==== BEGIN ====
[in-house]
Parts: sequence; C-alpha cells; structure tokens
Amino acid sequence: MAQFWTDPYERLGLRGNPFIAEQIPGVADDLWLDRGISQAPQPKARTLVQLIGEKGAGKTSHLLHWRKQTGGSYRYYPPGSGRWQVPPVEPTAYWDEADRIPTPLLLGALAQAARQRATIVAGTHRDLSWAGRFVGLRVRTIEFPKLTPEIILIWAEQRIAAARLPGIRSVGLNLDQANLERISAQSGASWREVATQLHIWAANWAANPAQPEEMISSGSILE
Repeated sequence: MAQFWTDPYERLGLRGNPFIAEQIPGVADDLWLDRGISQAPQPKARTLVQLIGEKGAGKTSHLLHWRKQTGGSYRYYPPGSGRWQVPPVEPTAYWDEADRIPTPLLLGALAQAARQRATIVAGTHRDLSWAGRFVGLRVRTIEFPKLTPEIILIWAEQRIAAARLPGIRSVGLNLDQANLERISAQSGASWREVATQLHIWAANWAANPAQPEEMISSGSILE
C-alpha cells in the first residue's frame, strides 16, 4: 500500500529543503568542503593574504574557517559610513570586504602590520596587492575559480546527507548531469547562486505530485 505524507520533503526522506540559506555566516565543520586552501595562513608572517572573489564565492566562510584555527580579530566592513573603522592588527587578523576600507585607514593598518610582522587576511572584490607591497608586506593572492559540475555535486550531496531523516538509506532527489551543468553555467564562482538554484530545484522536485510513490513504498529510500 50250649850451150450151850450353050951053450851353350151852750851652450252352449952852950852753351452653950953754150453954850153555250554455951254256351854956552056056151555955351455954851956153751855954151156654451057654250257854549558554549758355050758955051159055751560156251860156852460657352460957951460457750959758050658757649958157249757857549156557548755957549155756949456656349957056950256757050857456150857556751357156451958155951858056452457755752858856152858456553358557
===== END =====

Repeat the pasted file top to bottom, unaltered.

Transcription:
[in-house]
Parts: sequence; C-alpha cells; structure tokens
Amino acid sequence: MAQFWTDPYERLGLRGNPFIAEQIPGVADDLWLDRGISQAPQPKARTLVQLIGEKGAGKTSHLLHWRKQTGGSYRYYPPGSGRWQVPPVEPTAYWDEADRIPTPLLLGALAQAARQRATIVAGTHRDLSWAGRFVGLRVRTIEFPKLTPEIILIWAEQRIAAARLPGIRSVGLNLDQANLERISAQSGASWREVATQLHIWAANWAANPAQPEEMISSGSILE
Repeated sequence: MAQFWTDPYERLGLRGNPFIAEQIPGVADDLWLDRGISQAPQPKARTLVQLIGEKGAGKTSHLLHWRKQTGGSYRYYPPGSGRWQVPPVEPTAYWDEADRIPTPLLLGALAQAARQRATIVAGTHRDLSWAGRFVGLRVRTIEFPKLTPEIILIWAEQRIAAARLPGIRSVGLNLDQANLERISAQSGASWREVATQLHIWAANWAANPAQPEEMISSGSILE
C-alpha cells in the first residue's frame, strides 16, 4: 500500500529543503568542503593574504574557517559610513570586504602590520596587492575559480546527507548531469547562486505530485 505524507520533503526522506540559506555566516565543520586552501595562513608572517572573489564565492566562510584555527580579530566592513573603522592588527587578523576600507585607514593598518610582522587576511572584490607591497608586506593572492559540475555535486550531496531523516538509506532527489551543468553555467564562482538554484530545484522536485510513490513504498529510500 50250649850451150450151850450353050951053450851353350151852750851652450252352449952852950852753351452653950953754150453954850153555250554455951254256351854956552056056151555955351455954851956153751855954151156654451057654250257854549558554549758355050758955051159055751560156251860156852460657352460957951460457750959758050658757649958157249757857549156557548755957549155756949456656349957056950256757050857456150857556751357156451958155951858056452457755752858856152858456553358557